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No walk-off magic for Dodgers as streak ends

@kengurnick
July 6, 2019

LOS ANGELES – There was the unexpected Friday night (a 7.1 earthquake) and then something really unexpected, a 3-2 loss at home by the Dodgers to the Padres. No Cody Bellinger home runs and especially no walk-off magic, which has become such a go-to for the Dodgers at home lately

LOS ANGELES – There was the unexpected Friday night (a 7.1 earthquake) and then something really unexpected, a 3-2 loss at home by the Dodgers to the Padres.

No Cody Bellinger home runs and especially no walk-off magic, which has become such a go-to for the Dodgers at home lately that manager Dave Roberts said he was actually expecting it again.

Box score

But Hunter Renfroe, who hit an eighth-inning home run off Yimi Garcia that was the gamer-winner and made a diving catch on Alex Verdugo to end the seventh inning, robbed Joc Pederson of extra bases in the right-field corner leading off the bottom of the ninth.

Then with two out, All-Star closer Kirby Yates bounced a 93-mph fastball off the helmet of Russell Martin (he’s fine) to bring up Chris Taylor with a walk-off chance, but he struck out.

“I thought it would be a double,” Roberts said of Pederson’s drive that Renfroe ran down a step in front of the box-seat railing. “It could have been interesting.”

The game was interesting enough, particularly the earthquake, centered roughly 150 miles northeast of Dodger Stadium. It had the 57-year-old ballpark swaying when it struck with two outs in the bottom of the fourth inning and Enrique Hernandez at the plate. He stepped out of the box and, after a few anxious moments, flied out to left field.

The defeat snapped the Dodgers’ nine-game home win streak and their streak of winning All-Star Clayton Kershaw’s last 11 home starts. The Padres halted a five-game losing streak and beat the Dodgers for only the second time in seven meetings this year.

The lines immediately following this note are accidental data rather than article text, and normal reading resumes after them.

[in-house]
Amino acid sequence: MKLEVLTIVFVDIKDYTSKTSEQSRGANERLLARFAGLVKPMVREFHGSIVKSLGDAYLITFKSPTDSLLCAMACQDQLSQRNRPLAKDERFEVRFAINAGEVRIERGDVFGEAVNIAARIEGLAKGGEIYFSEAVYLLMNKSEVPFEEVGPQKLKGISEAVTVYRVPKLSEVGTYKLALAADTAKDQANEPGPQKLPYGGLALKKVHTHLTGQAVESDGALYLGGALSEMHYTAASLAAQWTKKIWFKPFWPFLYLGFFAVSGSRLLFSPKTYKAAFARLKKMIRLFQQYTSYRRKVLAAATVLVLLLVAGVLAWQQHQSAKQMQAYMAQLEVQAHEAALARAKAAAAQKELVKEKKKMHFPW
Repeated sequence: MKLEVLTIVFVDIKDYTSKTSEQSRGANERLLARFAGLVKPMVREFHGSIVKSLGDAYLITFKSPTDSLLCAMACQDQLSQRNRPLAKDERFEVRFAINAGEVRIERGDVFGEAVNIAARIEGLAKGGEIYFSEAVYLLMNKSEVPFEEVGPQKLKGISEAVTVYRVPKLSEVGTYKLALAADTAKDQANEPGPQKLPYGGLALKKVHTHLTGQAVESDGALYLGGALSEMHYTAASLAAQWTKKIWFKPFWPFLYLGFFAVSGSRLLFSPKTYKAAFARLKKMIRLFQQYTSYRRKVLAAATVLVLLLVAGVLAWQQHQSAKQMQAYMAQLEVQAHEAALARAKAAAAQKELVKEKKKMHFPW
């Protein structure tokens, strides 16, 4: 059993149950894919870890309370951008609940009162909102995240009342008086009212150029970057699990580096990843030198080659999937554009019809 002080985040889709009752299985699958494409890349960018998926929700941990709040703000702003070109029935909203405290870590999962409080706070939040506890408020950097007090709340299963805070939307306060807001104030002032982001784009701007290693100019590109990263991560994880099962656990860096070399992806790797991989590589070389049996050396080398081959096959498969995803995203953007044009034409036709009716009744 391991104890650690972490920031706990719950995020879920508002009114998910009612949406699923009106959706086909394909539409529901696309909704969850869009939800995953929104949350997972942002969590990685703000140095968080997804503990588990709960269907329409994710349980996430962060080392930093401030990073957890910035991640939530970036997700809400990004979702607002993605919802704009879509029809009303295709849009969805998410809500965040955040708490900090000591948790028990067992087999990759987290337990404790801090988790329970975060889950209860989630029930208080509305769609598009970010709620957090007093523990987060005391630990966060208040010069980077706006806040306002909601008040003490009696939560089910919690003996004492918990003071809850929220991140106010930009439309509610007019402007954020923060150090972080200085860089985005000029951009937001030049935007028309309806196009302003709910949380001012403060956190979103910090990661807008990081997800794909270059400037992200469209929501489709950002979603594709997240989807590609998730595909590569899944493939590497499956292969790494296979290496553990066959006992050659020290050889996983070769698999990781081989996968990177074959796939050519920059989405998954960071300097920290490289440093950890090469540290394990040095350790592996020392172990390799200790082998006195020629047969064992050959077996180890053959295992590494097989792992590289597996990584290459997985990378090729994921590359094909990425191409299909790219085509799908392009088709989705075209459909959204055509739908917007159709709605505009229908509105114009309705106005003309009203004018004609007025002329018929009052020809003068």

Although neither the Dodgers nor Kershaw got a win, he bounced back from a pair of tough starts when he allowed a combined nine runs in the previous 13 innings (one of the starts was at Coors Field).

This time, he was charged with two runs (one earned) in seven innings, much more All-Star-like for the eight-time All-Star.

“The last couple wasn’t sharp, but he was really good tonight,” said Roberts. “He was fun to watch, really on point, pitching to quadrants, he did sequencing, everything was really good.”

Kershaw, who settled for a no-decision, agreed with his manager about the walk-off potential.

“We’re never out of it,” he said. “Our team believes it can win every game, and we’ve had proof of that with the walk-offs we’ve had in a row [five], which is incredible. Tonight’s no different, we thought we could do it, but Yates threw the ball really well.”

Kershaw said San Diego starter Eric Lauer, who also was charged with two runs (one earned) over six innings, rose to the occasion, as did his team, suggesting that the Dodgers, with a 14 1/2-game lead in the division, are everybody’s target.

“He throws the ball well against us,” said Kershaw. “You can tell that they play, not necessarily different, but you know, these games against us, you kind of feel they’re getting after it. Lauer maybe steps up his game against us. He got out of big jams. There’s some innings we could have capitalized on their mistakes, and he pitched out of those jams.”

Kershaw said he was in the tunnel behind the dugout and didn’t feel the earthquake or know it happened until he was told.

Ken Gurnick has covered the Dodgers for MLB.com since 2001.